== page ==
Landmark Supreme Court Judgment, 2020 – Civil Laws

Landmark Supreme Court Judgment, 2020- Civil Laws

  • Landlord-Tenant disputes are arbitrable as the Transfer of Property Act does not forbid or foreclose arbitration

In a significant judgment, three judge bench of the Apex Court overruled its 2017 verdict in  Himangni Enterprises v. Kamaljeet Singh Ahluwalia to observe that,  Landlord-tenant disputes are arbitrable as the Transfer of Property Act does not forbid or foreclose arbitration but  with the exception of when they are covered by specific forum created by rent control laws.

“We overrule the ratio laid down in Himangni Enterprises and hold that landlord-tenant disputes are arbitrable as the Transfer of Property Act does not forbid or foreclose arbitration. However, landlord-tenant disputes covered and governed by rent control legislation would not be arbitrable when specific court or forum has been given exclusive jurisdiction to apply and decide special rights and obligations. Such rights and obligations can only be adjudicated and enforced by the specified court/forum, and not through arbitration,” it said.

Case Name: VIDYA DROLIA AND OTHERS V/S DURGA TRADING CORPORATION

Citation: SPECIAL LEAVE PETITION (CIVIL) NOS. 5605-5606 OF 2019 AND SPECIAL LEAVE PETITION NO. 11877 OF 2020

Coram: Justices NV Ramana, Krishna Murari and Sanjiv Khanna

Read More: Landlord-Tenant Disputes are Arbitrable as the Transfer of Property Act does not Forbid or Foreclose Arbitration: SC

  • A show cause notice, to constitute the valid basis of a blacklisting order, must spell out clearly

The Supreme Court while setting aside a blacklisting order issued against Umc Technologies Private Limited had ruled that a show cause notice, to constitute the valid basis of a blacklisting order, must spell out clearly, or its contents are such that it can be clearly inferred therefrom, that there is an intention on the part of the issuer of the notice to blacklisting the noticee. A vague show cause notice will be in violation of the principles of natural justice, it added.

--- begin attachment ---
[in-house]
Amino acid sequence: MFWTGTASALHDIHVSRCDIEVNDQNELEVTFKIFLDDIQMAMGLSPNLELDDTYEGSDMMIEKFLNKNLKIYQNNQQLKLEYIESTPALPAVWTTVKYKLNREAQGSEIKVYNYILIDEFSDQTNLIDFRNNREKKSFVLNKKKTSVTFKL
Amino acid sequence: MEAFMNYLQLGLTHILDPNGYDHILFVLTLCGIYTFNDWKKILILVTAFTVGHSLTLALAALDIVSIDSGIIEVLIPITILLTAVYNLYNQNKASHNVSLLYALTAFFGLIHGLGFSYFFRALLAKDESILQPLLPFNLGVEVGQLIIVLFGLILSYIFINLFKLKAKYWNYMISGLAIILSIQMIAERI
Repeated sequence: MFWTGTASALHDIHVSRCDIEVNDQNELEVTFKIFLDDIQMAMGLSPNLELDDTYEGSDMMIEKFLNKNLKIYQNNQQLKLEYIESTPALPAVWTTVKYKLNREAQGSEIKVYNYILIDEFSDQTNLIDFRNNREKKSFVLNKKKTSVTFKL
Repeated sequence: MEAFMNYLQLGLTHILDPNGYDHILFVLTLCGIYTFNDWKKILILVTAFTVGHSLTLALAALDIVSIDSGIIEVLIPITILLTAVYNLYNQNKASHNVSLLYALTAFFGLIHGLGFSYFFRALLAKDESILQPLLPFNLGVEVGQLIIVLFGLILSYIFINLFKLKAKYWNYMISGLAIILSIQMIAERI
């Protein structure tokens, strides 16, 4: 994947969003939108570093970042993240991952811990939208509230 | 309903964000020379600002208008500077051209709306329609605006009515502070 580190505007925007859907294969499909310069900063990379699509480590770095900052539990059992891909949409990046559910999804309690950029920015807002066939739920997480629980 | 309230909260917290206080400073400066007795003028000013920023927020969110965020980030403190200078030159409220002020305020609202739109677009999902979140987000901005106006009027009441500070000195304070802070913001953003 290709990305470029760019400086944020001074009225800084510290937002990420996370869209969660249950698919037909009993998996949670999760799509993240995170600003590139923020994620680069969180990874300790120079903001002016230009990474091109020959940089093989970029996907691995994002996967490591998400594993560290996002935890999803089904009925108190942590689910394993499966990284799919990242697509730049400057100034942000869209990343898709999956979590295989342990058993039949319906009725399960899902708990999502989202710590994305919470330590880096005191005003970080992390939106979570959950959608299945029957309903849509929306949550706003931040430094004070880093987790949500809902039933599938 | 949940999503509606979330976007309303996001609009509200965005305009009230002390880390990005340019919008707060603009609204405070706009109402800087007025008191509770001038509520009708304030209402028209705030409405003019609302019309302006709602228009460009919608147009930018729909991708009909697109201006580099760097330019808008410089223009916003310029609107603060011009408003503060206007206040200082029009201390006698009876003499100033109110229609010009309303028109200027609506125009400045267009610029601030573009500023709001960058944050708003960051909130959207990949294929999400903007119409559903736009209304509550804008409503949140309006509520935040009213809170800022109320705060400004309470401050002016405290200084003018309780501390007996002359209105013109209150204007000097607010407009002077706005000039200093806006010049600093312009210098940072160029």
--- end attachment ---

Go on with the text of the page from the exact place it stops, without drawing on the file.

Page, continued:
Case: UMC TECHNOLOGIES PRIVATE LIMITED vs. FOOD CORPORATION OF INDIA

Citation: CIVIL APPEAL NO. 3687 OF 2020

Coram: Justices S. Abdul Nazeer and BR Gavai

Read More: A Show Cause Notice to Constitute the Valid Basis of a Blacklisting Order Must Spell Out Clearly: SC

  • Interim Orders in Writ Petitions Challenging SARFAESI Proceeding, Generally not be Passed Without Hearing the Secured Creditor

The Supreme Court in a significant pronouncement has noted that interim orders in writ petitions challenging SARFAESI proceedings should generally not be passed without hearing the secured creditor. Interim orders defeat the very purpose of expeditious recovery of public money. Therefore, the High Court should be extremely careful and circumspect in exercising its discretion to grant stay in such matters, the court said.

The Court further added that time limit stipulation in Section 14 of the SARFAESI Act mandating the District Magistrate to deliver possession of a secured asset, is a directory and not mandatory and that the inability to take possession within time limit does not render the District Magistrate Functus Officio.

Case Name: C. BRIGHT vs. THE DISTRICT COLLECTOR

Citation: CIVIL APPEAL NO. 3441 OF 2020

Coram: Justices L. Nageswara Rao, Hemant Gupta and Ajay Rastogi

Read More: Interim Orders in Writ Petitions Challenging SARFAESI Proceeding, Generally not be Passed Without Hearing the Secured Creditor

  • High Court can dismiss second appeal without even formulating the substantial question of law

The Supreme Court has noted that a High Court isn’t required to frame substantial question of law while dismissing a second appeal. The formulation of a substantial question of law or reformulation of the same arises only if there are some questions of law and not in the absence of any substantial question of law, observed the Court.

Case Name: KIRPA RAM (DECEASED) vs. SURENDRA DEO GAUR

Citation: CIVIL APPEAL NO. 8971 OF 2010

Coram: Justices L. Nageswara Rao, Hemant Gupta and Ajay Rastogi

Read More: High Court can Dismiss Second Appeal without even Formulating the Substantial Question of Law: SC

  •  Non-payment of complete sale consideration can’t be a ground for cancellation of sale deed